Headless Mannequins

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Store mannequins in Saudi Arabia do not have heads, and I’ve seen some mannequins without arms as well. I believe it has something to do with the religion and idolization. I wonder if the mannequins can be ordered headless/armless or if there is some huge warehouse somewhere with all these mannequin heads in it. There are many shops in Jeddah that sell fancy evening gowns to women, who wear them to weddings which are usually only attended by women.
I remember when I first met my husband many years ago, he told me that Saudis would never wear T-shirts with faces of humans or animals, although since I’ve been here in KSA, I have seen children wearing clothing with animals on them.

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About SusieOfArabia

American woman now living in hubby's homeland of Saudi Arabia
This entry was posted in Clothing, Culture, Photo, Religion, Saudi Arabia, Shopping and tagged , , , , . Bookmark the permalink.

19 Responses to Headless Mannequins

  1. Hello, i think that i saw you visited my blog thus i came to “return
    the favor”.I’m trying to find things to enhance my web site!I suppose its ok to use some of your ideas!!

  2. shareef says:

    Hi guys just came across this blog recently. To clarify the mannequin issue and make it clear to everyone. Iam a visual manager for one of the retailers over here in saudi.

    The reason mannequins dont have heads is because of religous reasons correct. In some sensitive areas mannequins are not allowed to have hands correct. Religous police knows as ‘muttawa’ police malls and are very particular about the way mannequins are represented. Dressing on particular mannequins are deemed unnacceptable. Kids mannequins with regards to heads can be used but should not display any facial features. I say again it depends on the area and community.

    Hope i helped…

  3. Pingback: Headless Schoolgirls « JEDDAH DAILY PHOTO JOURNAL

  4. Diane says:

    hi Susie! Wow .. what an interesting site i happed upon while searching google for ‘what do saudi arabian children wear’. my husband has been working in Jeddah 2 weeks on / 2 weeks off at the new university since september, and a local saudi man has been his driver from and to the hotel everday. He was particularly helpful and accomodating to my husband on his last trip and my husband has gotten to know a bit about him and his family. he did my husband a huge favor, and he would not take any money, so instead my husband thought it would be nice to give a gift from our daughter here in the states to his daughter. i Sent him back to SA today on a plain with 2 clothing outfits.. 2 pairs of pink pants, and two shirts.. one short and one long sleeve all interchangeable… but to my horror i am now thinking was that ok? are they allowed to wear such clothing? she is 12 months old. Any advice? Thanks and thanks for such and interesting website!~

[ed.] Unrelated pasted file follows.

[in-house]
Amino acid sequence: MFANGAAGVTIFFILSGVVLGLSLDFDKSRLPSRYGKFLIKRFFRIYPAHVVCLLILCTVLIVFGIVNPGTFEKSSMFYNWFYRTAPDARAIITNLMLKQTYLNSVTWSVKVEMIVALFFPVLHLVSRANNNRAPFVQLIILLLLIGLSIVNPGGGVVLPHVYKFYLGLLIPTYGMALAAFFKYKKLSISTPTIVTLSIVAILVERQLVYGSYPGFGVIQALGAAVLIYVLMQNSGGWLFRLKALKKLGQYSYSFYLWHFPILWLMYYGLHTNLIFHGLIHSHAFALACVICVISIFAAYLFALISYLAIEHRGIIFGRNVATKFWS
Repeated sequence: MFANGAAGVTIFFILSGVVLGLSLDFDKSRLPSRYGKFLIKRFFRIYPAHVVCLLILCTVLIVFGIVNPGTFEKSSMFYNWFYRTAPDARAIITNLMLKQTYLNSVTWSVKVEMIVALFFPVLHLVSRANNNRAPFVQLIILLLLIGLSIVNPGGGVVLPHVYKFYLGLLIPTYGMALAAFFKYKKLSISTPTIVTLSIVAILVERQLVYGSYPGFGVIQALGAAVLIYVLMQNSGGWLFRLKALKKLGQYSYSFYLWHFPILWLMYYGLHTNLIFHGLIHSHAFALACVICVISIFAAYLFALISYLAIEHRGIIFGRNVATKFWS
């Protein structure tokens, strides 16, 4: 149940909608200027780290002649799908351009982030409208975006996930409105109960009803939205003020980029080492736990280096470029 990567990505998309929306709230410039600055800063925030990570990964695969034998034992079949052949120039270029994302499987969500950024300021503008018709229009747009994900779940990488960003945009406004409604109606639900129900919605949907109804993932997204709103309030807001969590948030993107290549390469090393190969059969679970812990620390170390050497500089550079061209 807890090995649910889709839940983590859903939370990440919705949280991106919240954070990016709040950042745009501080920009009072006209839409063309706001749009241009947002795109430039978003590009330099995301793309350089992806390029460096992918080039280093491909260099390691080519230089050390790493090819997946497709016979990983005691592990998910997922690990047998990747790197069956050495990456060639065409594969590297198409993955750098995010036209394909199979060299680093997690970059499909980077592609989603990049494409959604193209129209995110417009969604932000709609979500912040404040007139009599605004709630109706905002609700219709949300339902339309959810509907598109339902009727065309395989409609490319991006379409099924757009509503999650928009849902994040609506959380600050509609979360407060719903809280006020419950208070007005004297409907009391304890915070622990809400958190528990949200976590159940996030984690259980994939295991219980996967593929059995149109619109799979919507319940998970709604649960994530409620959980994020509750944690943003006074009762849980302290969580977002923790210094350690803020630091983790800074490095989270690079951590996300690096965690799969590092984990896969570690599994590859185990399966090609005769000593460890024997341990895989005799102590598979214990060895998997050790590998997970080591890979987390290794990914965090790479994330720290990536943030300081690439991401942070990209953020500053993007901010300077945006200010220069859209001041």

5. Mike says:

    I work for http://www.lvmannequins.com and we sell mannequins all over the US and overseas. Mannequins come headless, legless, armless, and just about anything else less! You should see the sexy mannequins they have over there…..they are headless but have huge chests! Makes no sense to me but it has something to do with the faces of the mannequins they dont like.

    • Amatullah says:

      Well Mikey, what you’ve stated make no sense to me at all. I can relate to what has been said by Susieofarabia about the headless mannequin but not the sexy huge chested mannequin your referring too. The shop seller are scarred to even sell black abbaya with empire cut design what more a mannequin with huge chest. Sounds like a propaganda to me! I’m a Singaporean from a mix ethnic background and my husband family is an expat in Saudi Arabia for almost their whole life now and I’ve been there and stayed there in Riyadh the capital city .I meet the city and it’s people and coming from a girl from the 2nd richest city on earth. it’s definitely refreshing and exactly what i wanted: To be treated like a Princess and have the men do everything for me, chauffeuring me around.